- Holmes, Morgan (May 1994). "Re-membering a Queer Body". Faculty of Environmental Studies, York University, Ontario: 11–130.
- Karkazis, Katrina (November 2009). Fixing Sex: Intersex, Medical Authority, and Lived Experience. Duke University Press. ISBN 978-0822343189.
- Morland, Iain, ed. (2009). "Intersex and After". GLQ: A Journal of Lesbian and Gay Studies. 15 (2). ISBN 978-0-8223-6705-5. Retrieved 2014-12-26.
- "Children's right to physical integrity, Report Doc. 13297". Council of Europe Parliamentary Assembly. 6 September 2013.
- "Trans? Intersex? Explained!". Inter/Act. Retrieved 2013-07-10.
- "Basic differences between intersex and trans". Organisation Intersex International Australia. Retrieved 2013-07-10.
- Cabral Grinspan, Mauro (October 25, 2015), The marks on our bodies, Intersex Day
- "Australian Government Guidelines on the Recognition of Sex and Gender, 30 May 2013". Retrieved 6 October 2014.
- Holme, Ingrid (2008). "Hearing People's Own Stories". Science as Culture. 17 (3): 341–344. doi:10.1080/09505430802280784. Retrieved 6 October 2014.
- "New Zealand Passports - Information about Changing Sex / Gender Identity". Retrieved 6 October 2014.
- "Third sex option on birth certificates". Deutsche Welle. 1 November 2013.
- "Intersex: Third Gender in Germany" (Spiegel, Huff Post, Guardian, ...): Silly Season Fantasies vs. Reality of Genital Mutilations". Zwischengeschlecht. 1 November 2013.
- "Sham package for Intersex: Leaving sex entry open is not an option". OII Europe. 15 February 2013.
- "‘X’ gender: Germans no longer have to classify their kids as male or female". RT. 3 November 2013.
- "X marks the spot for intersex Alex" (PDF). West Australian, via bodieslikeours.org. 11 January 2003.
- "Neither man nor woman", Sydney Morning Herald. 27 June 2010
- O'Hara, Mary Emily (September 26, 2016). "Californian Becomes Second US Citizen Granted 'Non-Binary' Gender Status". NBC News. Retrieved September 26, 2016.
- O'Hara, Mary Emily (December 29, 2016). "Nation's First Known Intersex Birth Certificate Issued in NYC". Retrieved 2016-12-30.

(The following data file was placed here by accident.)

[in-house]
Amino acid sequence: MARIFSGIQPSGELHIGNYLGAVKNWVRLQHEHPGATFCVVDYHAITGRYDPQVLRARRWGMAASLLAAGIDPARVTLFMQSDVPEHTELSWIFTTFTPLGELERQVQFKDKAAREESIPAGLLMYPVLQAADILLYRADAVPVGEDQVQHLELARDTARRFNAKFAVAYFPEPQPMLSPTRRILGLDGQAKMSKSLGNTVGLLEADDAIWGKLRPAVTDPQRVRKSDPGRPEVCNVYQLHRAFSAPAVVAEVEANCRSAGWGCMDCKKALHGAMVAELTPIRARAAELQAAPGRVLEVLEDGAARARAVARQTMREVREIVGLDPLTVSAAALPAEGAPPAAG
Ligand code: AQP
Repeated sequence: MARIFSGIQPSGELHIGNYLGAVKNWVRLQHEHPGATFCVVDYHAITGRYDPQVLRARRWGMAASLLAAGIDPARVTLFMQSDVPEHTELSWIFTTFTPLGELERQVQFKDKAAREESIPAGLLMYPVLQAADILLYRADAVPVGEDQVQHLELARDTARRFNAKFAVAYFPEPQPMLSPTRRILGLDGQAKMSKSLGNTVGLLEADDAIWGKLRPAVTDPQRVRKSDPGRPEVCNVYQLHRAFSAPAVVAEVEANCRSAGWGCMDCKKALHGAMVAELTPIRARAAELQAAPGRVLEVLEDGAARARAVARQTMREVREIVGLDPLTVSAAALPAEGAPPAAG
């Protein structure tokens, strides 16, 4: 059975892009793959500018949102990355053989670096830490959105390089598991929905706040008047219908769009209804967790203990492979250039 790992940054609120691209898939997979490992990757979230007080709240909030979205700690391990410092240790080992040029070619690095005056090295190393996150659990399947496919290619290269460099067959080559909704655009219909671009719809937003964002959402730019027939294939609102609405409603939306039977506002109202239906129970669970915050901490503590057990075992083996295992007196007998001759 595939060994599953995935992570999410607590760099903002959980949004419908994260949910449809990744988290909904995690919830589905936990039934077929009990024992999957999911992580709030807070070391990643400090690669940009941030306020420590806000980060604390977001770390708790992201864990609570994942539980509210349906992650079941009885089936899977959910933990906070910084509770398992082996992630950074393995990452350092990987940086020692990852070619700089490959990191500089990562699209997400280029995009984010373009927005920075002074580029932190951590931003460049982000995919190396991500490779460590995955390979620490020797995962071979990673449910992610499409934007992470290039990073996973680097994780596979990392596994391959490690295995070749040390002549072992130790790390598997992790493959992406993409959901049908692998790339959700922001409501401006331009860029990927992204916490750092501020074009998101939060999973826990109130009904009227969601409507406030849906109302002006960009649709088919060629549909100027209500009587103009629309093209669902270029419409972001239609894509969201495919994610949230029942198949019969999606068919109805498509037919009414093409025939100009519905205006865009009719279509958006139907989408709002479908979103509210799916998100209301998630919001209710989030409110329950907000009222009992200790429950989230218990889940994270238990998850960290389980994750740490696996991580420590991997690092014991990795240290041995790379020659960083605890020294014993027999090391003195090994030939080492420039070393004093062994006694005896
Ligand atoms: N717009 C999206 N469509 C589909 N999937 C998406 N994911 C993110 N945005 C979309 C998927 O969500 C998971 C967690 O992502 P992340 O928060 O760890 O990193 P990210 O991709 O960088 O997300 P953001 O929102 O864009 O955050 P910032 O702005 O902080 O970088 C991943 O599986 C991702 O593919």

- Holmes, Morgan (July 2004). "Locating Third Sexes". Transformations Journal (8). ISSN 1444-3775. Retrieved 2014-12-28.
- 3rd International Intersex Forum concluded, ILGA-Europe (Creative Commons statement), 2 December 2013
- Global intersex community affirms shared goals, Star Observer, December 4, 2013
- Public Statement by the Third International Intersex Forum, Advocates for Informed Choice, 12 December 2013
- Public statement by the third international intersex forum, Organisation Intersex International Australia, 2 December 2013
- Öffentliche Erklärung des Dritten Internationalen Intersex Forum, (in German) Intersex Austria, 8 December 2013
- IntersexUK consensus paper.3rd International IntersexForum concluded..., Intersex UK on Twitter, 3 December 2013
- (in Dutch) Derde Internationale Intersekse Forum, Nederlandse Netwerk Intersekse/DSD (NNID), 3 December 2013
- Public Statement by the Third International Intersex Forum, IVIM/OII-Germany, 1 December 2013 (in German)
- (Chinese) 2013 第三屆世界陰陽人論壇宣言, Oii-Chinese, December 2013
- Asia Pacific Forum of National Human Rights Institutions (June 2016). Promoting and Protecting Human Rights in relation to Sexual Orientation, Gender Identity and Sex Characteristics. ISBN 978-0-9942513-7-4.
- William L. Maurice, Marjorie A. Bowman, Sexual medicine in primary care, Mosby Year Book, 1999, ISBN 978-0-8151-2797-0
- Aragon, Angela Pattatuchi (2006). Challenging Lesbian Norms: Intersex, Transgender, Intersectional, and Queer Perspectives. Haworth Press. ISBN 1-56023-645-0. Retrieved 2008-07-05.
- "Yogyakarta Principles in Action, Activist's Guide". Ypinaction.org. Retrieved 2011-10-23.
- Kaggwa, Julius (September 19, 2016). "I'm an intersex Ugandan – life has never felt more dangerous". The Guardian. ISSN 0261-3077. Retrieved 2016-10-03.
- Cabral, Mauro (October 26, 2016). "IAD2016: A Message from Mauro Cabral". GATE - Global Action for Trans Equality. Retrieved 2016-11-12.